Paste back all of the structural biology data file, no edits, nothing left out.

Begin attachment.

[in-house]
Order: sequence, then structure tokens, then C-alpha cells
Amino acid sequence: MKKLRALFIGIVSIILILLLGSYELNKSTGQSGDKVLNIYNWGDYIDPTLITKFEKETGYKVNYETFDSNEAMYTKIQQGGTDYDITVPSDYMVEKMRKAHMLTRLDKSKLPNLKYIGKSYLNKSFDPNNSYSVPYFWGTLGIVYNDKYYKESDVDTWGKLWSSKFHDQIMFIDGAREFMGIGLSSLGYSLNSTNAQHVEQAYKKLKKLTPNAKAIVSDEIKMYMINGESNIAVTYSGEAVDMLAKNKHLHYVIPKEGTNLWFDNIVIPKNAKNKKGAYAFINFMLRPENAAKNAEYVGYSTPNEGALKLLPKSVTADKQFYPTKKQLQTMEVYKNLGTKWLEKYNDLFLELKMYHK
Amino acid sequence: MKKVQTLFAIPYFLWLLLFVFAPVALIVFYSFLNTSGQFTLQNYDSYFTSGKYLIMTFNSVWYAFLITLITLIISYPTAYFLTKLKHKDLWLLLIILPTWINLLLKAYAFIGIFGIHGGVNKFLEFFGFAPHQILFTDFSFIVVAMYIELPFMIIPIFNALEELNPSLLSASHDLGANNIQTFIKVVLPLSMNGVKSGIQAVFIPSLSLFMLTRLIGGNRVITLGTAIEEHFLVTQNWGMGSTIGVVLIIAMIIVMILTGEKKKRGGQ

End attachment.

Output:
[in-house]
Order: sequence, then structure tokens, then C-alpha cells
Amino acid sequence: MKKLRALFIGIVSIILILLLGSYELNKSTGQSGDKVLNIYNWGDYIDPTLITKFEKETGYKVNYETFDSNEAMYTKIQQGGTDYDITVPSDYMVEKMRKAHMLTRLDKSKLPNLKYIGKSYLNKSFDPNNSYSVPYFWGTLGIVYNDKYYKESDVDTWGKLWSSKFHDQIMFIDGAREFMGIGLSSLGYSLNSTNAQHVEQAYKKLKKLTPNAKAIVSDEIKMYMINGESNIAVTYSGEAVDMLAKNKHLHYVIPKEGTNLWFDNIVIPKNAKNKKGAYAFINFMLRPENAAKNAEYVGYSTPNEGALKLLPKSVTADKQFYPTKKQLQTMEVYKNLGTKWLEKYNDLFLELKMYHK
Amino acid sequence: MKKVQTLFAIPYFLWLLLFVFAPVALIVFYSFLNTSGQFTLQNYDSYFTSGKYLIMTFNSVWYAFLITLITLIISYPTAYFLTKLKHKDLWLLLIILPTWINLLLKAYAFIGIFGIHGGVNKFLEFFGFAPHQILFTDFSFIVVAMYIELPFMIIPIFNALEELNPSLLSASHDLGANNIQTFIKVVLPLSMNGVKSGIQAVFIPSLSLFMLTRLIGGNRVITLGTAIEEHFLVTQNWGMGSTIGVVLIIAMIIVMILTGEKKKRGGQ